Mitigation of hypertrophic scar contraction via an elastomeric biodegradable scaffold.
Hypertrophic scar (HSc) occurs in 40-70% of patients treated for third degree burn injuries. Current burn therapies rely upon the use of bioengineered skin equivalents (BSEs), which assist in wound healing but do not prevent HSc contraction. HSc contraction leads to formation of a fixed, inelastic skin deformity. We propose that BSEs should maintain their architecture in the wound bed throughout the remodeling phase of repair to prevent HSc contraction. In this work we study a degradable, elastomeric, randomly oriented, electrospun micro-fibrous scaffold fabricated from the copolymer poly(l-lactide-co-ε-caprolactone) (PLCL). PLCL scaffolds displayed appropriate elastomeric and tensile characteristics for implantation beneath a human skin graft. In vitro analysis using human dermal fibroblasts demonstrated that PLCL scaffolds decreased myofibroblast formation as compared to an in vitro HSc contraction model. Using a validated immune-competent murine HSc contraction model, we found that HSc contraction was significantly greater in animals treated with standard of care, Integra, as compared to those treated with collagen coated-PLCL (ccPLCL) scaffolds. Finally, wounds treated with ccPLCL were significantly less stiff than control wounds at d30 in vivo. Together, these data suggest that scaffolds which persist throughout the remodeling phase of repair may represent a clinically translatable method to prevent HSc contraction.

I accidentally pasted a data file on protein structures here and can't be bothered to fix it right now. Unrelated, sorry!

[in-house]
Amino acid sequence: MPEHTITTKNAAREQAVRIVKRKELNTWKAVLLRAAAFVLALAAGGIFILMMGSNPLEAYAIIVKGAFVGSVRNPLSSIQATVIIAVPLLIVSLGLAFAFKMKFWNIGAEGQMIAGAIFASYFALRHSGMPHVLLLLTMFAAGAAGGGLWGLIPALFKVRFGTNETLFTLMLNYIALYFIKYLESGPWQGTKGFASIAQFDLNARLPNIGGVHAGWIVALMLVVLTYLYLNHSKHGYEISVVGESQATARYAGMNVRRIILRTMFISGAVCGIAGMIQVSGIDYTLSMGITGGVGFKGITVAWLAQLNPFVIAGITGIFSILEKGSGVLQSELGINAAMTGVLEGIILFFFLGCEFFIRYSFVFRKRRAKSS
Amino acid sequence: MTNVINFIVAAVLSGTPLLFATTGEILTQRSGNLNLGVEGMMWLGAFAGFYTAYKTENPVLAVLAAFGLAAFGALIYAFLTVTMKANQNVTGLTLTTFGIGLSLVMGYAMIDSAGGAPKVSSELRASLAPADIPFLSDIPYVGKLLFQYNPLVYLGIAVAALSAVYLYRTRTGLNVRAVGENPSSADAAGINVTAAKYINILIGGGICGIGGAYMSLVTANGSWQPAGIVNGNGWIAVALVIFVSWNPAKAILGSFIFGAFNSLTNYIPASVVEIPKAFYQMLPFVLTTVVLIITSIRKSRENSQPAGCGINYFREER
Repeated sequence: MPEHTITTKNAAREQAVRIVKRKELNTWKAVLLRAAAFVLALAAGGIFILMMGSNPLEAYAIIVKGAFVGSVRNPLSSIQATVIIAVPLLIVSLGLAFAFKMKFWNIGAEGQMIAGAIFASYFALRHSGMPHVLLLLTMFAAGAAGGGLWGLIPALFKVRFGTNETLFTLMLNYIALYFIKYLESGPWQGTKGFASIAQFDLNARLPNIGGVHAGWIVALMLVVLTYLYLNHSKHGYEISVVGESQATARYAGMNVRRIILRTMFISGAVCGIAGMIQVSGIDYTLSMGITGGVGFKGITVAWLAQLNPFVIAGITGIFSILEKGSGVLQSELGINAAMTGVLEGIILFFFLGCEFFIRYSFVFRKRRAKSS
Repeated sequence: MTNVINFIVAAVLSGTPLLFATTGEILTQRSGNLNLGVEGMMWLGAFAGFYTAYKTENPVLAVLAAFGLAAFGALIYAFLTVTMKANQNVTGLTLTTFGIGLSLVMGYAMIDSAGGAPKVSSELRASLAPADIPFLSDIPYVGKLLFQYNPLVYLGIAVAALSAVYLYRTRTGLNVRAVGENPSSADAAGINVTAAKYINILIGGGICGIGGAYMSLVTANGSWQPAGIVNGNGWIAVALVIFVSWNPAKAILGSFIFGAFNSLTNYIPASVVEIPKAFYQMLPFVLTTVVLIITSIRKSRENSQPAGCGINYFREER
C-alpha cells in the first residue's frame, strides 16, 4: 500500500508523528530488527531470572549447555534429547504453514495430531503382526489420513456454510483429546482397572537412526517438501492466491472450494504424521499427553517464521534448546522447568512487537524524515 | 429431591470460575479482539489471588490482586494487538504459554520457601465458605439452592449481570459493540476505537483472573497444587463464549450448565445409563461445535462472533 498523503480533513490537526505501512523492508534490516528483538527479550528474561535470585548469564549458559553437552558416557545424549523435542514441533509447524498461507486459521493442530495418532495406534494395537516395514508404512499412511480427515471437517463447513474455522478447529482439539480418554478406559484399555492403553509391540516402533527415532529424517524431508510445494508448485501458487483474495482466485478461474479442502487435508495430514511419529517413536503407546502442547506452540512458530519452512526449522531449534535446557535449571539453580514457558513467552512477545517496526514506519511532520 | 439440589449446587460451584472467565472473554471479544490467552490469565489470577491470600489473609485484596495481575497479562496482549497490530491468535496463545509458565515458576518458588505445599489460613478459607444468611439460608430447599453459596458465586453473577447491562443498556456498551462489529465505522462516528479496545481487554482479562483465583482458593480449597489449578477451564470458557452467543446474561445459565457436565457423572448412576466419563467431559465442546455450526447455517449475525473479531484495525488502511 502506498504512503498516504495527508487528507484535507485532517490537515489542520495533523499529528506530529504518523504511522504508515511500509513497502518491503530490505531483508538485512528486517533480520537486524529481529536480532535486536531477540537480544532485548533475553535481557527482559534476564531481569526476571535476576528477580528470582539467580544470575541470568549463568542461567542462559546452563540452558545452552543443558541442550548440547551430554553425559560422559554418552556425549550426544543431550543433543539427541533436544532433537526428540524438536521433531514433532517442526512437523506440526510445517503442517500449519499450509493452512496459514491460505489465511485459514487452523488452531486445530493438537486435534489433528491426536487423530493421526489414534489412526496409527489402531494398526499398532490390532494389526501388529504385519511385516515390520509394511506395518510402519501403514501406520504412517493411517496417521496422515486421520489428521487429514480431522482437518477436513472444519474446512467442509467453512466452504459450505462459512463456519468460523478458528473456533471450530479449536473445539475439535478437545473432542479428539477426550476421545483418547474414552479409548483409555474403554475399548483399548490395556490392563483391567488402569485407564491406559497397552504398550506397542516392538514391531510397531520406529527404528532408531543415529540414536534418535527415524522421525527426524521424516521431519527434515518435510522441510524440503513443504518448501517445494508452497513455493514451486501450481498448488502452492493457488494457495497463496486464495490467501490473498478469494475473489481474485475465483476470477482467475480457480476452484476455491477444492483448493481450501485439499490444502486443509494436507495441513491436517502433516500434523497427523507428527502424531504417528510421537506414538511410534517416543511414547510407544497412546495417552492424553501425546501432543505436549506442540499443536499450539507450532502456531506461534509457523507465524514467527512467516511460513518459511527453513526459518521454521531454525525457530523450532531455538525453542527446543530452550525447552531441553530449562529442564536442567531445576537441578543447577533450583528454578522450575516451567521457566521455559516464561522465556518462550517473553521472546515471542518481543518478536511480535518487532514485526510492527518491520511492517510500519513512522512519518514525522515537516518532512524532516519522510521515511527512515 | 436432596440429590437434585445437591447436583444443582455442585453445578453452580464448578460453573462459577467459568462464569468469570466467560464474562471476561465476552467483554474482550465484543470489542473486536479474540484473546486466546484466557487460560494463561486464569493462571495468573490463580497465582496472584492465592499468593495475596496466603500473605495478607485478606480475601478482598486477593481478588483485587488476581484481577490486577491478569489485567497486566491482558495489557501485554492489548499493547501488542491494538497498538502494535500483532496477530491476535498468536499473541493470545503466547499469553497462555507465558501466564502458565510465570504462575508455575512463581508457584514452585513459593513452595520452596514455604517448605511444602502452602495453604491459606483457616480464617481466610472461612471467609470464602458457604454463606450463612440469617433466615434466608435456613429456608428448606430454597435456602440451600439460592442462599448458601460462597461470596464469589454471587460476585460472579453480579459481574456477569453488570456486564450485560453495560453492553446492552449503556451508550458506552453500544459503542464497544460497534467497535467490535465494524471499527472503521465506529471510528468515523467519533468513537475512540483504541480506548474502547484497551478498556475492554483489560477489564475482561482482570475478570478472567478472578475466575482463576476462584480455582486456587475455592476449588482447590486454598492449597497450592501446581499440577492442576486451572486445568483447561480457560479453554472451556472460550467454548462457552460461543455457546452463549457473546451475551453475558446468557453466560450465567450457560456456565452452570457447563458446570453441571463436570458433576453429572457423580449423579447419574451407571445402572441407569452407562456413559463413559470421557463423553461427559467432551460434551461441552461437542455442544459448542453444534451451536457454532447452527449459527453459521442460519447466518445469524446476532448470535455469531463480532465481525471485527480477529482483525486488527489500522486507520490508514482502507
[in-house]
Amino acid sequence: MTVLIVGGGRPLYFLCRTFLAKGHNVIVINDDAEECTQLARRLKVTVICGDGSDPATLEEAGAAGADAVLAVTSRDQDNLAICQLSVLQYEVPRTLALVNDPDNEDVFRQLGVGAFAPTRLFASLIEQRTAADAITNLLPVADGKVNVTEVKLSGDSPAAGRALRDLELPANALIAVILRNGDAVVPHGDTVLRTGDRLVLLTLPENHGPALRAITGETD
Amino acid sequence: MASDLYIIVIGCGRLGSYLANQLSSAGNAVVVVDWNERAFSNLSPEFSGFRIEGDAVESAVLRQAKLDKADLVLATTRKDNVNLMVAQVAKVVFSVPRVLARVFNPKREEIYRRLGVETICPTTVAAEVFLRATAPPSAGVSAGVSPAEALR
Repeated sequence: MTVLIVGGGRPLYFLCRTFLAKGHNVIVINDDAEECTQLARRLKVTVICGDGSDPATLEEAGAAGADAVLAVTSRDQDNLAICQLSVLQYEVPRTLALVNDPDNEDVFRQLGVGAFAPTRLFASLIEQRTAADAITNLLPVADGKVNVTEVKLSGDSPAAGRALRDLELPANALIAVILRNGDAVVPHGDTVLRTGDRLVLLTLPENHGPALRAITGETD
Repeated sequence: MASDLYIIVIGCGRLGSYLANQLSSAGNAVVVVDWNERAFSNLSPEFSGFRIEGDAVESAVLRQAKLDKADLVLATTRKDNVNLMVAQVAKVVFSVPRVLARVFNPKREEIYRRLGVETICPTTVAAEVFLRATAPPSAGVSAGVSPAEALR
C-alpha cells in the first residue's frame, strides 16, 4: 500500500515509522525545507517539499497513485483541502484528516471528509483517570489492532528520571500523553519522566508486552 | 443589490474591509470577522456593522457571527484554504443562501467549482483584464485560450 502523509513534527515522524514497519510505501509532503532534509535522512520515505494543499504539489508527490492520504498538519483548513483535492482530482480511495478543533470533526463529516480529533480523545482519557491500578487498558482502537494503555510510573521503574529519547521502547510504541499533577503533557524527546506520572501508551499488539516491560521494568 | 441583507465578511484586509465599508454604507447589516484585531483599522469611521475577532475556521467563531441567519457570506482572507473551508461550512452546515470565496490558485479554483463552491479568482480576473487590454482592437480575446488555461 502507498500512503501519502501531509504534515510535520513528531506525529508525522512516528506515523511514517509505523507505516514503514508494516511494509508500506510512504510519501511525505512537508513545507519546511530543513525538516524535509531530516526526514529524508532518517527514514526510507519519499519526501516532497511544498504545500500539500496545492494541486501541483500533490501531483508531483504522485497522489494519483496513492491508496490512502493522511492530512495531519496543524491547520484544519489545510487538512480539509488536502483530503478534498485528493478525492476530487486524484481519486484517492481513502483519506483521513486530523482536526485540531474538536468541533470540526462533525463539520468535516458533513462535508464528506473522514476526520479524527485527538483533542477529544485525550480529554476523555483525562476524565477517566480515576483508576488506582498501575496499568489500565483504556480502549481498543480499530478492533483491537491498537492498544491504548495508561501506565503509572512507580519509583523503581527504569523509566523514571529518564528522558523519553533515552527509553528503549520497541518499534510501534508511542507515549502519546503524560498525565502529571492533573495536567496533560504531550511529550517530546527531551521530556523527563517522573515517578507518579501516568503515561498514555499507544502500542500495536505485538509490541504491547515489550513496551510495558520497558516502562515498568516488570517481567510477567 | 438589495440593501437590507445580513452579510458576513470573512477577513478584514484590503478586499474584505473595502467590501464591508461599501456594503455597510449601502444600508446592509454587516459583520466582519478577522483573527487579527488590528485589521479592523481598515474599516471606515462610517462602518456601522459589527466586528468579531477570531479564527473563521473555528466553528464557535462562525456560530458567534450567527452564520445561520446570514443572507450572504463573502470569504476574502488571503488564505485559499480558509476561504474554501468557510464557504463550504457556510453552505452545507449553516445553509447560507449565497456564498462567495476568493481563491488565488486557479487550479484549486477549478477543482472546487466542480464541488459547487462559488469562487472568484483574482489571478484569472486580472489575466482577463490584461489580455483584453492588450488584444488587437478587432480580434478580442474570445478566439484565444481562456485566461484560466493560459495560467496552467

Lorden, ER; Miller, KJ; Bashirov, L; Ibrahim, MM; Hammett, E; Jung, Y; Medina, MA; Rastegarpour, A; Selim, MA; Leong, KW; Levinson, H
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